By on June 15, 2011

The confrontation between modern, Western societies and deeply traditional lifestyles in Afghanistan creates a healthy supply of fascinating car stories, as we’ve already heard about such uniquely Afghan manifestations of car culture as the Taliban’s Toyota Hilux-inspired maple leaf tattoos. And now here’s another one, fresh off the Reuters wire: Afghans are reportedly in a tizzy over (get this) license plates containing the number 39. Yes, really.

Afghanistan’s booming car sales industry has been thrown into chaos by a growing aversion to the number “39”, which almost overnight has become an unlikely synonym for pimp and a mark of shame in this deeply conservative country.

Drivers of cars with number plates containing 39, bought before the once-harmless double digits took on their new meaning, are mocked and taunted across Kabul.

“Now even little kids say ‘look, there goes the 39’. This car is a bad luck, I can’t take my family out in it,” said Mohammad Ashraf who works for a United Nations project.

Other “39” owners flew into a rage or refused to speak when asked whether their car was a burden.

The Guardian adds:

I did not think it would matter when I got my car,” said Zalmay Ahmadi, a 22-year-old business student. “But when I drive around all the other cars flash their lights, beep their horns and people point at me. All my classmates now call me Colonel 39.”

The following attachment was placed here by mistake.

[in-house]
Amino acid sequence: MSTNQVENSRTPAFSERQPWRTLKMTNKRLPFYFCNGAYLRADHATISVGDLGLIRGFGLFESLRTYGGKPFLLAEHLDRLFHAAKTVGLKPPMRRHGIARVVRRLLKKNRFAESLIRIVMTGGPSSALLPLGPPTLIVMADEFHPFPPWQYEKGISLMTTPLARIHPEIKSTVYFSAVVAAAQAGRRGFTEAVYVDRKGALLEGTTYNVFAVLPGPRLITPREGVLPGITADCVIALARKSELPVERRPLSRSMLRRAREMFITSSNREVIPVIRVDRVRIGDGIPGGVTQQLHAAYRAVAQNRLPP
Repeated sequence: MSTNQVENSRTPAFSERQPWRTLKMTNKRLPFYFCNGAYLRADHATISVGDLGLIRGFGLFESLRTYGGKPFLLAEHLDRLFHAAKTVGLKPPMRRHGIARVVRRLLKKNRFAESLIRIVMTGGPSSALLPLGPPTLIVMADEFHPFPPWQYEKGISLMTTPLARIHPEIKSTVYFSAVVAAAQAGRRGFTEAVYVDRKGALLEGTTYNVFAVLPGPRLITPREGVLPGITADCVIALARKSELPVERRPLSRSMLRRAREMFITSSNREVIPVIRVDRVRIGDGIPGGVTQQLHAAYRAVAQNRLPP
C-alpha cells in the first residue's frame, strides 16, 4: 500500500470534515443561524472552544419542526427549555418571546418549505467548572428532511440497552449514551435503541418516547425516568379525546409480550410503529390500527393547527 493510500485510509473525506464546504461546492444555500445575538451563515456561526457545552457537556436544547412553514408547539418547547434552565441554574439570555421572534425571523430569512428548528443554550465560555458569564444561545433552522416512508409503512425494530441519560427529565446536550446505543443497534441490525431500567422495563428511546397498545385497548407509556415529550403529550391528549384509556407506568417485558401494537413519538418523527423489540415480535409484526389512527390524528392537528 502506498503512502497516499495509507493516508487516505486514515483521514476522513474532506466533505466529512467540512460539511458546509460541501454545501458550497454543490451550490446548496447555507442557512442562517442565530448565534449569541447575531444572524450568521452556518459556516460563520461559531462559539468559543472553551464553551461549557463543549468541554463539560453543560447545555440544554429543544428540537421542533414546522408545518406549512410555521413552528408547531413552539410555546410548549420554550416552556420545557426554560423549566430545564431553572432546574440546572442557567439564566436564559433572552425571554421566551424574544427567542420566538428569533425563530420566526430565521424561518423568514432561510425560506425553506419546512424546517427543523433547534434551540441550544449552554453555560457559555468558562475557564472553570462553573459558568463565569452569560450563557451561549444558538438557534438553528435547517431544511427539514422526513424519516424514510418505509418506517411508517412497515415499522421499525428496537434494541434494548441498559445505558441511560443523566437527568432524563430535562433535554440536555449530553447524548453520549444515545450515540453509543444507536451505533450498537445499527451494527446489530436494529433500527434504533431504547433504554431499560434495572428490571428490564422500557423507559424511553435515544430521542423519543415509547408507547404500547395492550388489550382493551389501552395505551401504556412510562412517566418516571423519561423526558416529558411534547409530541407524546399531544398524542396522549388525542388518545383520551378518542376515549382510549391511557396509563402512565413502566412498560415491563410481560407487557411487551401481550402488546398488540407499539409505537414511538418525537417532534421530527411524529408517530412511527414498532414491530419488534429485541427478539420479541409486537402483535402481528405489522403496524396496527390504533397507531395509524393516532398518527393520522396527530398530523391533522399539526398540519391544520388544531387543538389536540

We’ve heard of huge demand for certain-numbered license plates before, such as the craze in Arab countries for the lowest possible license number… but we’ve never heard of a taboo number when it comes to license plates. So what gives?

According to Reuters, the exact cause of the “39” taboo is tough to pin down.

Kabul gossip blames a pimp in neighbouring Iran, which shares a common language with much of Afghanistan.

His flashy car had a 39 in its number plate, the story goes, so he was nicknamed “39” and the tag spread.

But, as is so often the case with such seemingly irrational group manias, there’s a surprisingly rational explanation for how the number 39 actually became “taboo.” Whether or not an Iranian pimp actually made the number infamous, the Afghan license plates just rolled over from five digits starting with 38 to five digits starting with 39. Oh yes, and the police will charge anywhere from $200 to $500 to swap out a plate starting with 39 for a less-offensive plate. Or, in the words of Kabul’s car dealer union boss

It is a scheme by the police traffic department to earn money from buyers

The other perspective: it’s just so much groundless gossip, making its way from one Afghan town to the next. Whatever the case, cars with 39 on their license plate have seen their resale values plummet nearly by half (if, say their owners, they can even be sold at all), intensifying the irrational nature of the meme: after all, why give up thousands in resale over a $500 bribe for a new plate? But registrations have dried up as well, reportedly falling from 70-80 per day to “two or three,” showing how powerful even a wholly irrational taboo can be in Afghanistan’s traditional society. On the upside: mysterious rumors that spread quickly often disappear twice as fast. Hopefully Afghanistan’s motorists will overcome their fear of being mistaken for a pimp soon, and learn to live with the license plate they have.

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